--seen in teenagers (may have a history of bilateral retinoblastoma as a child)
Secondary: following Paget's Disease or radiation
--seen in flat bones of older patients (40-50s)

21

Osteosarcoma affects what part of the bone?

Metaphysis in distal femur/proximal tibia
--around the knee joint

22

What is the presentation for osteosarcoma?

Pathological fracture in whichever bone affected = bone pain
--rapidly enlarging soft tissue mass (tumor invades soft tissue around bone)

23

Explain the anatomical locations for osteosarcoma and the relation to grading?

Intramedullary (low grade)
Intracortical (high grade)
Juxtacortical (low or hight grade)

24

On x-ray what is seen in patients with osteosarcoma? slide 11

Codman's Triangle (elevation of periosteum) and reactive bone formation (sunburst appearance)

25

What is seen on bone biopsy in patients with osteosarcoma? slide 12?

Lace like osteoid laid down malignant osteoblasts

26

What ares the complications of Osteosarcoma?

Aggressive
--can invade and mets through blood --- lungs
-cannon ball lesions on CXR
---hemoptysis and resp failure

27

The first benign tumor of cartilage of metaphysis is Osteochondroma. What is the presentation?

Seen in young adults
-affects bones with endochondral ossification

28

What is the pathogenesis for osteochondroma?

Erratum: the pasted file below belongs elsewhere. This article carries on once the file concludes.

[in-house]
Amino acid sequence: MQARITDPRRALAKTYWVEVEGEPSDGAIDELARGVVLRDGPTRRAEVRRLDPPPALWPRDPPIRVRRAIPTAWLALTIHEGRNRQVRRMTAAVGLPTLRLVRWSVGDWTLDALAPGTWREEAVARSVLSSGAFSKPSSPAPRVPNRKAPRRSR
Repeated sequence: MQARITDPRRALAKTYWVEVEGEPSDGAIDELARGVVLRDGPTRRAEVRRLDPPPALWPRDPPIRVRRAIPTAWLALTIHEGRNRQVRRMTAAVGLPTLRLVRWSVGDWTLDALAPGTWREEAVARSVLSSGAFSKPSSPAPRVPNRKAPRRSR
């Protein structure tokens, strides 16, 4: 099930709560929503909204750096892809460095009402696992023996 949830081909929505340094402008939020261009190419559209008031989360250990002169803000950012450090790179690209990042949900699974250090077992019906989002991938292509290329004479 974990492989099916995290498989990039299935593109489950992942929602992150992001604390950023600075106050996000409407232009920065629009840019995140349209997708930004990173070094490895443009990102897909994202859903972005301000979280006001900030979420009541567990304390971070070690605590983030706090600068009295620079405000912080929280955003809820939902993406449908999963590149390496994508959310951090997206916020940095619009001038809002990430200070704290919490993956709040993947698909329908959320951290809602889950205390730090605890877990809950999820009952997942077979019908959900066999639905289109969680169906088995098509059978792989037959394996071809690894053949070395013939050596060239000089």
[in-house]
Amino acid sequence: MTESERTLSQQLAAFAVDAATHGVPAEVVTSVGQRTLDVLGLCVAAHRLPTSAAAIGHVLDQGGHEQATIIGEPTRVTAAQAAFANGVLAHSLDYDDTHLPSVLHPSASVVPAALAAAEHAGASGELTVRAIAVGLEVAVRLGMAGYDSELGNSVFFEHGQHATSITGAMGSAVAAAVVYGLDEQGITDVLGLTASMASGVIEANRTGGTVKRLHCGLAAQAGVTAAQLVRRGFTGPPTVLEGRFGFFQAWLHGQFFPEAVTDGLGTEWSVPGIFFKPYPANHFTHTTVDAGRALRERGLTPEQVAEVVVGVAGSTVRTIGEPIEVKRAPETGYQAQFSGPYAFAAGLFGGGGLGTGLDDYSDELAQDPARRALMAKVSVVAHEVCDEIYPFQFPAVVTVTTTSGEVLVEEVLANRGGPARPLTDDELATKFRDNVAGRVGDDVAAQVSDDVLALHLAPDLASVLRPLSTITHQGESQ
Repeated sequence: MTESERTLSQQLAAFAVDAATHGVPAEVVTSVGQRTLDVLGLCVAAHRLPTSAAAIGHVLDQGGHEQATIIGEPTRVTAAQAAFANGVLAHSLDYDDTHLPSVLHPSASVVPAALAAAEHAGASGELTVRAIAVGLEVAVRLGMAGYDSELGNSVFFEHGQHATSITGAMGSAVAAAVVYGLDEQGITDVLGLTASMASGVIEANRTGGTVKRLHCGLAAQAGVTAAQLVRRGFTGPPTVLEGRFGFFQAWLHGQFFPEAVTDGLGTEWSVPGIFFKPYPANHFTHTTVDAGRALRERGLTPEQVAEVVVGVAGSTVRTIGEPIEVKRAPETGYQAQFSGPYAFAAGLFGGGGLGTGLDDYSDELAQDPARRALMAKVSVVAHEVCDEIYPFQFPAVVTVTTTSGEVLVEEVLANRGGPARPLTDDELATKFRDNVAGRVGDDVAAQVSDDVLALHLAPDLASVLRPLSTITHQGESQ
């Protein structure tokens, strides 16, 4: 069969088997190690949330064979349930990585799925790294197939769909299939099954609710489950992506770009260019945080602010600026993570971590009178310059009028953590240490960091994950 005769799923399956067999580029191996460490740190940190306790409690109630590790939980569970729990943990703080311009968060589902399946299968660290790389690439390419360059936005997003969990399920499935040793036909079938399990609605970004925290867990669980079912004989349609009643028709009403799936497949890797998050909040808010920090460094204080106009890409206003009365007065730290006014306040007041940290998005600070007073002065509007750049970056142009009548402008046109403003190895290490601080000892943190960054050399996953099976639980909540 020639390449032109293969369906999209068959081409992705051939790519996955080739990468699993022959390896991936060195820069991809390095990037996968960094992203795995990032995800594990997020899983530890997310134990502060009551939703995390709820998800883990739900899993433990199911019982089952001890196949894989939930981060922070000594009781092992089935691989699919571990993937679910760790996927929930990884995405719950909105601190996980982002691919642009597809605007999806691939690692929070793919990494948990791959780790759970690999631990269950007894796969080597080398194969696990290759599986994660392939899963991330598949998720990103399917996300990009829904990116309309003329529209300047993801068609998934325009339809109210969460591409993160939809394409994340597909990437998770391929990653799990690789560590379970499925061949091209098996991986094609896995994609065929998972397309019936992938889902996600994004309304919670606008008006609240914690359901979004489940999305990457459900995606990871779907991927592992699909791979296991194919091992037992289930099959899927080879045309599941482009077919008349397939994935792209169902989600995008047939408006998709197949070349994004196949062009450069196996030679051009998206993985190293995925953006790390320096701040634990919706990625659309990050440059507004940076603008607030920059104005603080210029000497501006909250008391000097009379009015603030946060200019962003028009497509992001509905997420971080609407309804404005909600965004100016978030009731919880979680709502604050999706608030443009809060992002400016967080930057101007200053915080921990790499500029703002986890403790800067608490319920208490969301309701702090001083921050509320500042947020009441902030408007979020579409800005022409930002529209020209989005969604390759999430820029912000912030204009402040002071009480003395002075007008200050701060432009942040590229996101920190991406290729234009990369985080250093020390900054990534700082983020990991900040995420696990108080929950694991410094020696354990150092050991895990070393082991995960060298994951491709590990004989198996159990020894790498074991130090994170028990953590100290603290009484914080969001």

Arises from displaced fragments of the growth plate --clonal proliferation

29

Moving on to the next benign tumor of cartilage of metaphysis is Enchondroma, what is found on xray?

Incidental finding of O ring sign
--cartilage in the middle (radiolucent not calcified)
--tumor surrounded by rim of periosteal bone reaction (White ring)

30

What is the etiology of Enchondroma?

Found in 20-40 year olds
--found in medullary cavity but may erode (Not invade) cortex

31

What is the pathogenesis for enchondroma?

Benign tumor of cartilage (hyaline and myxoid) in metaphysis of short tubular bones of the hands and feet

32

What is the presentation for enchondroma?

Asymptomatic finding on xray

33

What is seen on biopsy (Best investigation) for a enchondroma?

Well differentiated normal chondrocytes

34

What are the complications for enchondroma?

Can lead to pathological fractures = bone pain
Multiple (enchondromatosis) -- increased risk of chondrosarcoma
--Ollier's Disease: multiple enchondromas on one side of the body; 20% develop chondrosarcoma
--Maffucci Syndrome: multiple enchondromas bilaterally -- more disfiguring, chondrosarcoma (20%) and 100% chance of extra articular tumors: soft tissue angiomas, CNS gliomas, and ovarian carcinomas

35

The first malignant tumor of cartilage is chondrosarcoma, what is the etiology?

Malignant tumor of chondrocytes
--affects 30-60 year olds
--can follow Ollier's or Maffuci and arise from metaphysis
--majority arise sporadically from the metaphysis

36

What is the pathogenesis for chondrosarcoma?

Tumor is juxtacortical
Affects axial skeleton: pelvis, proximal humerus and proximal femur

37

What is seen on biopsy in a patient with chondrosarcoma?

Malignant chondrocytes with atypica --- come together to form tumor giant cells
--high N:C ratio
--nuclear hyperchromatism
--form multinucleated tumor giant cells

38

What is seen on x-ray in patient with chondrosarcoma?

Radiolucent mass (b/c its cartilage)

39

What are the complications of a chondrosarcoma?

Bone pain and pathological fractures
-highly invasive -- spreads through blood to lungs -- hemoptysis
De novo is more common
--spreads through medullary cavity and this gives you pancytopenia